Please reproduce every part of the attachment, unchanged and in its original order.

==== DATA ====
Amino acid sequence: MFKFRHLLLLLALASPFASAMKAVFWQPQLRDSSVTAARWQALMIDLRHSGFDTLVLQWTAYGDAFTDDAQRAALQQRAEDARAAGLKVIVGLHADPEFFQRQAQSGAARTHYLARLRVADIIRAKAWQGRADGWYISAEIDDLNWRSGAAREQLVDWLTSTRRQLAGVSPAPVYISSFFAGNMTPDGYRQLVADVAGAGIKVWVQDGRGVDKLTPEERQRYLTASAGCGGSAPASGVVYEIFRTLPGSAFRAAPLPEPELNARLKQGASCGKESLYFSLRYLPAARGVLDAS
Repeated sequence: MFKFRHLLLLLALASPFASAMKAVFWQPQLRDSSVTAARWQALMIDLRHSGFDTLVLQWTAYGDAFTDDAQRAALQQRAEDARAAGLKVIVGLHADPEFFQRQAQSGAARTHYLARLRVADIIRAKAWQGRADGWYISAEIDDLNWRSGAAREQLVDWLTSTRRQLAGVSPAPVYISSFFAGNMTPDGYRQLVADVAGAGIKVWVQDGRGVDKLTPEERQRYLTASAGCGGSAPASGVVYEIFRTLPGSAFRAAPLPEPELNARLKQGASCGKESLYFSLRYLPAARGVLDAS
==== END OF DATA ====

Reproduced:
Amino acid sequence: MFKFRHLLLLLALASPFASAMKAVFWQPQLRDSSVTAARWQALMIDLRHSGFDTLVLQWTAYGDAFTDDAQRAALQQRAEDARAAGLKVIVGLHADPEFFQRQAQSGAARTHYLARLRVADIIRAKAWQGRADGWYISAEIDDLNWRSGAAREQLVDWLTSTRRQLAGVSPAPVYISSFFAGNMTPDGYRQLVADVAGAGIKVWVQDGRGVDKLTPEERQRYLTASAGCGGSAPASGVVYEIFRTLPGSAFRAAPLPEPELNARLKQGASCGKESLYFSLRYLPAARGVLDAS
Repeated sequence: MFKFRHLLLLLALASPFASAMKAVFWQPQLRDSSVTAARWQALMIDLRHSGFDTLVLQWTAYGDAFTDDAQRAALQQRAEDARAAGLKVIVGLHADPEFFQRQAQSGAARTHYLARLRVADIIRAKAWQGRADGWYISAEIDDLNWRSGAAREQLVDWLTSTRRQLAGVSPAPVYISSFFAGNMTPDGYRQLVADVAGAGIKVWVQDGRGVDKLTPEERQRYLTASAGCGGSAPASGVVYEIFRTLPGSAFRAAPLPEPELNARLKQGASCGKESLYFSLRYLPAARGVLDAS